Diabetes and oral health – are they in any way connected? Diabetes is an illness wherein the body is unable to produce any or enough insulin, resulting in high levels of glucose in the blood. We know that the condition can lead to complications, but how about oral health problems?
The Relationship between Diabetes and Oral Health
Medical studies show that there is a connection between diabetes and oral health. The reason behind this is not fully understood, but it is believed that it has something to do with the body’s immune system, neutrophil (a type of white blood cell) activity, and cytokine (proteins involved in immune responses) biology.
People affected by diabetes have metabolic problems and weaker immune systems. As a consequence, the body’s ability to fight off infections is impaired. Individuals with diabetes have three times greater risk of developing oral health problems compared to non-diabetics (especially periodontitis).
Gingivitis is the inflammation of the gums. Poor oral hygiene can lead to the buildup of plaque on the teeth and along the gumline. Dental plaque is a sticky film of sugars and bacteria found within the mouth. Left unchecked, it could lead to a more serious condition – periodontitis.
Periodontitis is one of the complications of diabetes. It is the inflammation and subsequent destruction of the surrounding structures supporting the teeth (gums, periodontal ligaments, and bone), which eventually leads to tooth loss.
Periodontitis is much more widespread than you think; around 10 to 15 percent of the adult population are affected. There is a two-way relationship between periodontitis and diabetes. Periodontitis has a negative effect on glycemic (blood sugar) control, and diabetes increases the likelihood of having periodontitis.
Diabetes is also associated with an increased risk for thrush, a kind of fungal infection. Also, a diabetic person is more likely to experience a dry mouth. This condition can lead to cavities, dental infections, and mouth ulcers.
The Effects of Gum Disease on Diabetes
Studies suggest that periodontitis can lead to poor control of blood sugar levels. Also, it was discovered that other complications of diabetes such as cardiovascular disease, kidney problems, and retinopathy are more prevalent in people with periodontitis.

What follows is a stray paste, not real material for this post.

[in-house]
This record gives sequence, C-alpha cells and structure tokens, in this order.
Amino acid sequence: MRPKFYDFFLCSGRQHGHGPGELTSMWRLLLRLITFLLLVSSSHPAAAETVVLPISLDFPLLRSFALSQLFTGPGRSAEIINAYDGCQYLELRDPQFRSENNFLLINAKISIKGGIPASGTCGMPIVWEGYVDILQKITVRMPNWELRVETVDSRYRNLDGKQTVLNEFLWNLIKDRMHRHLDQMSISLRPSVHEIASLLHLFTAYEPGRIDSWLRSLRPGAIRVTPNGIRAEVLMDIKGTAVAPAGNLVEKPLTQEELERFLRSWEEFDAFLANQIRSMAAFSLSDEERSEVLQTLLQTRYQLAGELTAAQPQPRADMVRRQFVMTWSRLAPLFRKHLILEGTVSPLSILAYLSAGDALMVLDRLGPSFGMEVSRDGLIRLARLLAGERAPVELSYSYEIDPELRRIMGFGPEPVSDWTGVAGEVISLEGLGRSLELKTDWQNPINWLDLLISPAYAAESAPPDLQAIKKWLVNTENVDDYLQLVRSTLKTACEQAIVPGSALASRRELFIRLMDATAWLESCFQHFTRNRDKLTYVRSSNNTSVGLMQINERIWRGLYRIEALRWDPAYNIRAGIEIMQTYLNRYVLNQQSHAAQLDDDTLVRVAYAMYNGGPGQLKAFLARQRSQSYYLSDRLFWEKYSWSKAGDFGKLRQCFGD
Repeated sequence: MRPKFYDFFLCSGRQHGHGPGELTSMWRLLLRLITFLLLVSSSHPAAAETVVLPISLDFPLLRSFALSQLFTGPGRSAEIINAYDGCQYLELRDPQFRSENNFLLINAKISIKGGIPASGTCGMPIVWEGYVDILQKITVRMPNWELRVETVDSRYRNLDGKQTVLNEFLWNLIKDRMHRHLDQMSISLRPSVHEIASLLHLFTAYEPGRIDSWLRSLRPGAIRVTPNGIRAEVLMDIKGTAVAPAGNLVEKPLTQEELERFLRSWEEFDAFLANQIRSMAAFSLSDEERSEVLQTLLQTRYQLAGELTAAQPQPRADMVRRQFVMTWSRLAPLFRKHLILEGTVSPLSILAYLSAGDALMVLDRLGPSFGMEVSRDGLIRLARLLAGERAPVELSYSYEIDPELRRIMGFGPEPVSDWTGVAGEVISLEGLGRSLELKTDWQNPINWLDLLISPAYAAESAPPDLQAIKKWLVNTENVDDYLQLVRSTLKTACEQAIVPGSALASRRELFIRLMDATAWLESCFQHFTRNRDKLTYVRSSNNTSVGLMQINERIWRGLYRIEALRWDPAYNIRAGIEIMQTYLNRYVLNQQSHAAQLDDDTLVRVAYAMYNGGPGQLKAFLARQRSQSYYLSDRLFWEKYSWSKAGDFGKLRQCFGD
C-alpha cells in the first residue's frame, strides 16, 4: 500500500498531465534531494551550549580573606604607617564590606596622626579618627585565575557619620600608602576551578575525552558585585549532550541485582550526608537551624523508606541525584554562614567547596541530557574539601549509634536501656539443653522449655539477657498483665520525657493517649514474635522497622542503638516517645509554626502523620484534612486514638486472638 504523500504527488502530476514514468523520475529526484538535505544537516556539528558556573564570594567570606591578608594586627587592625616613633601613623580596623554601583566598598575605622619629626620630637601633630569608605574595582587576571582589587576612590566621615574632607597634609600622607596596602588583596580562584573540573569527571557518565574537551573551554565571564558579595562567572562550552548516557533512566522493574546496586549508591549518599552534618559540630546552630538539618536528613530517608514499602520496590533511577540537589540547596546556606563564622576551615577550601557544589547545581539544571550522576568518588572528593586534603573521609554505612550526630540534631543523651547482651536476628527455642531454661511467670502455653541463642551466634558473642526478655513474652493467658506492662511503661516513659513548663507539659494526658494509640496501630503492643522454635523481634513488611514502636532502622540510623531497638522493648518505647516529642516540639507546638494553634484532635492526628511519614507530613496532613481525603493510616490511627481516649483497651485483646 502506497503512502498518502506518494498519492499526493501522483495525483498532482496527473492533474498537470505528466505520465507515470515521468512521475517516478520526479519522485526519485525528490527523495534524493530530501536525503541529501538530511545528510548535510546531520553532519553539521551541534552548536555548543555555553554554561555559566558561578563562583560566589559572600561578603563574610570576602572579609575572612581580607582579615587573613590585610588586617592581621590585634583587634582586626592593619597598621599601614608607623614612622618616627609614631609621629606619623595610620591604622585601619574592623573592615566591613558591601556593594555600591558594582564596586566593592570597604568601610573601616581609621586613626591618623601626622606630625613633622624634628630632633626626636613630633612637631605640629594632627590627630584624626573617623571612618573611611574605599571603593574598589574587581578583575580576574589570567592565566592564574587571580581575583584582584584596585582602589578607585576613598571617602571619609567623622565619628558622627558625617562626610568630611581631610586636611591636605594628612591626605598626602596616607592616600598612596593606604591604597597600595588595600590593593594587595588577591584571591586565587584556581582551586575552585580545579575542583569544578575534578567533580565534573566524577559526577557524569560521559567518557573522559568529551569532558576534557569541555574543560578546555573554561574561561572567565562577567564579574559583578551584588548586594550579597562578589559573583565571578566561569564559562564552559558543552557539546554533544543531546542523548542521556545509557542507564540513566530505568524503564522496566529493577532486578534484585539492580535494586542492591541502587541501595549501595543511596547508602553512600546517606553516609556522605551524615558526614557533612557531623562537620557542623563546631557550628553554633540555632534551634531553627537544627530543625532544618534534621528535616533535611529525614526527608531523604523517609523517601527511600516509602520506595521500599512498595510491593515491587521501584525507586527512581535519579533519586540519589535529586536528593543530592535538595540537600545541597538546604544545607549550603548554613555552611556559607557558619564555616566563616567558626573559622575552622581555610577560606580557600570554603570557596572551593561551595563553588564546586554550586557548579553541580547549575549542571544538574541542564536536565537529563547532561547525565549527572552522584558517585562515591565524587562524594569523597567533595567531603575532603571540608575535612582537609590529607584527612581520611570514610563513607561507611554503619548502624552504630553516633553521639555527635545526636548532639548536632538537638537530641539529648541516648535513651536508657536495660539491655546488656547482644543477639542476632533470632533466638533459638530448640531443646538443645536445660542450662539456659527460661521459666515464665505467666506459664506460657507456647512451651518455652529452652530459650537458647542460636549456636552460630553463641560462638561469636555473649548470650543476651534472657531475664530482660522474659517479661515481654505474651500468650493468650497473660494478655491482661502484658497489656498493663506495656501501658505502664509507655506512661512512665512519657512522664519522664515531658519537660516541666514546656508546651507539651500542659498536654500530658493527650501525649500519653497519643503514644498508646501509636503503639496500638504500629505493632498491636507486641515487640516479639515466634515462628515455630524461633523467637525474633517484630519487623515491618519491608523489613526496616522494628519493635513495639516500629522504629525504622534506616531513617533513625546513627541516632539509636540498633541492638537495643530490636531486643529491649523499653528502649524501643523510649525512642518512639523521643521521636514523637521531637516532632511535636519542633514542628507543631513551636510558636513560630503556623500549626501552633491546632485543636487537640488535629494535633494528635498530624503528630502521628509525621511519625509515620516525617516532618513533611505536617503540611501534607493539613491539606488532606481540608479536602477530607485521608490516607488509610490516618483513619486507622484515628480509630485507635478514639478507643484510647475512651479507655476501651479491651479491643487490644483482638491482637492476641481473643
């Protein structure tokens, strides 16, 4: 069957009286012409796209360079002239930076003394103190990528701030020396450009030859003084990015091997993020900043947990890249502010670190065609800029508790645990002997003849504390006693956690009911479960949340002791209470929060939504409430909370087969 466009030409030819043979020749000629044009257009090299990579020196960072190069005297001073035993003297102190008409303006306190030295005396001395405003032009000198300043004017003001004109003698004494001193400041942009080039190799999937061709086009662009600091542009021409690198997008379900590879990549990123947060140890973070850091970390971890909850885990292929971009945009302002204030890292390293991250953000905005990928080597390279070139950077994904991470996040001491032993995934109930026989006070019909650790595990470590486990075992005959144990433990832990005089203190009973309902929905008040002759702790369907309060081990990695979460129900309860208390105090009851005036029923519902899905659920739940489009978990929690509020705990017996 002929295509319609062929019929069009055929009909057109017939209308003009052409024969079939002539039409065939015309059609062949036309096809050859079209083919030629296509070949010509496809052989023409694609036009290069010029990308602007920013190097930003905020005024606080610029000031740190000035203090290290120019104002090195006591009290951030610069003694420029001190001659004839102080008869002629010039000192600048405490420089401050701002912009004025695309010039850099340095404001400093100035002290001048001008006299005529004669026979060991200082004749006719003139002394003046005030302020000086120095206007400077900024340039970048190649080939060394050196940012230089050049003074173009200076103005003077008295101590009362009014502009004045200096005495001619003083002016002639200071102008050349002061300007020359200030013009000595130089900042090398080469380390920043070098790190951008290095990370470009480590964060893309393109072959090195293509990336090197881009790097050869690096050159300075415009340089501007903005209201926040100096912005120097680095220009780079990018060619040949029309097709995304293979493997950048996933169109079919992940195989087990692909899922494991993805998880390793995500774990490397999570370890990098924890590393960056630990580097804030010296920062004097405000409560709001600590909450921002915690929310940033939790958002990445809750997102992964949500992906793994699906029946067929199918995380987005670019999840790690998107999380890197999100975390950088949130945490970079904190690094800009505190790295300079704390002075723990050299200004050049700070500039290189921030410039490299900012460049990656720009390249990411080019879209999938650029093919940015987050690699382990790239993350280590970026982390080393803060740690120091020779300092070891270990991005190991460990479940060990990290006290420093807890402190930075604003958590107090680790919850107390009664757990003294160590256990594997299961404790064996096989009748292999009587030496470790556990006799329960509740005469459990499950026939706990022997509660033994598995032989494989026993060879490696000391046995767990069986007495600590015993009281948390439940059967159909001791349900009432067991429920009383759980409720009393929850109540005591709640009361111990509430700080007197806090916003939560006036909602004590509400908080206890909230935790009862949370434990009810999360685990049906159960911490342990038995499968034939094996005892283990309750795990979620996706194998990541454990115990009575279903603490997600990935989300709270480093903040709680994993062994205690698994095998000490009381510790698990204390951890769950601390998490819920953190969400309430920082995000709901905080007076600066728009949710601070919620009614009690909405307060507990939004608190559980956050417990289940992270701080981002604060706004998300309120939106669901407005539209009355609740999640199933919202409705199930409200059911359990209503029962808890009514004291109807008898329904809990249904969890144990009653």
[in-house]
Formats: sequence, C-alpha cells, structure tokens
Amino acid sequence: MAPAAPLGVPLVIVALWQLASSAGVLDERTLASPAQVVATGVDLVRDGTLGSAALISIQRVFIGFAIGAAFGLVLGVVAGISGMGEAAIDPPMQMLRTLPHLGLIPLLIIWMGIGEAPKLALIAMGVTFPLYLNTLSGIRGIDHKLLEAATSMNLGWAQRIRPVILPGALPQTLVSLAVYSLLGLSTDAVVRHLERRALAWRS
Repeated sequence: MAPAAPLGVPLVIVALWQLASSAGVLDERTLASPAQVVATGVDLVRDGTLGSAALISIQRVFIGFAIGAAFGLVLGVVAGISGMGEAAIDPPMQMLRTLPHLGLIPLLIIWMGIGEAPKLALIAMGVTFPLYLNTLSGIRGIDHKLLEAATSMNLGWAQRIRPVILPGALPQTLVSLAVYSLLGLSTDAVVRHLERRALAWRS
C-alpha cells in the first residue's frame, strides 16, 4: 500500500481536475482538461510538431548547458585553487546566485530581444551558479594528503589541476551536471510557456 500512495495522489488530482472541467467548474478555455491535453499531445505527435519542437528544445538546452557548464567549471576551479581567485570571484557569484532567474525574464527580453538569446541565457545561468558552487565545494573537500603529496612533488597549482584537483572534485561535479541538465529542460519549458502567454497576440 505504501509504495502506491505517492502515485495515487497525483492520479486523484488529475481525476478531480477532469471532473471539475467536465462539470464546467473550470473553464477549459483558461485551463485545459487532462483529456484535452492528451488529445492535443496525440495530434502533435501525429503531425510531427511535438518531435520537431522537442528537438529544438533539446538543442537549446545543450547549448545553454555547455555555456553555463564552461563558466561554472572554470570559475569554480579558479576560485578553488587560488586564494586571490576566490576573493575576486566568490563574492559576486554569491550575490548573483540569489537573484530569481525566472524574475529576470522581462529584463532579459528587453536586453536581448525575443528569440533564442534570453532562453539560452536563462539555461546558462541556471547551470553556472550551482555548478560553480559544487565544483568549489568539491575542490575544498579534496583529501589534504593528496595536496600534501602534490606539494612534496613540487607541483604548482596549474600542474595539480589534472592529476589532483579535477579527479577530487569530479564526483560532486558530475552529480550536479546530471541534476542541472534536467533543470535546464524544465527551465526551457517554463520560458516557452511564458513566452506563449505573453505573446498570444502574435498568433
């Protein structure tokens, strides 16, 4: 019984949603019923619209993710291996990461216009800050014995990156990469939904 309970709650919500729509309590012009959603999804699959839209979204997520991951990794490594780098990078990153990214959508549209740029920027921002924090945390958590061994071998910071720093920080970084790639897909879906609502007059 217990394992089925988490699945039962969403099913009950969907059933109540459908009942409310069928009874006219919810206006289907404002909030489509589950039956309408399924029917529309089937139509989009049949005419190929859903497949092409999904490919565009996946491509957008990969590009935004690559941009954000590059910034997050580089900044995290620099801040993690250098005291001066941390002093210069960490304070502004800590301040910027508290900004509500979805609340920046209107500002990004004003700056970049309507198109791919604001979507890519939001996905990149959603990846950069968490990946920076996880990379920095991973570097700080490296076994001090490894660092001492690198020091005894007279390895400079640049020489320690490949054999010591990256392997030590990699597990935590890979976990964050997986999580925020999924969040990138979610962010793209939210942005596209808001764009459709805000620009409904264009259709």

Medical research also show that individuals with periodontitis have an increased risk of developing diabetes. It was observed that they have a significant increase in HbA1c (glycated hemoglobin, used to measure the average blood sugar level over a time period of weeks or months).
Gum disease can make a person more vulnerable to mouth infections. In periodontitis, pockets form below the gum line, allowing bacteria to enter. If you have high levels of glucose in the blood, it will create an ideal environment for bacteria to flourish.
Those who have poorly-controlled diabetes are more susceptible to developing oral health problems. High blood sugar levels make it easier for bacteria to flourish in the mouth. This, together with poor oral hygiene, can aggravate gingivitis and periodontitis.
Smoking is a bad habit that can lead to many health problems such as heart disease, lung cancer, and oral cancers. Toxic chemicals found in tobacco such as nicotine will worsen existing oral health problems. Smoking can lead to higher blood glucose levels, so it is better to stop lighting up now; it’s not good for you.
People who drink too much alcohol have a greater risk of acquiring diabetes. If you consume too much alcohol, you might develop pancreatitis (chronic inflammation of the pancreas), which can affect its ability to produce insulin. Alcohol also dries up the mouth, making it more prone to oral health problems.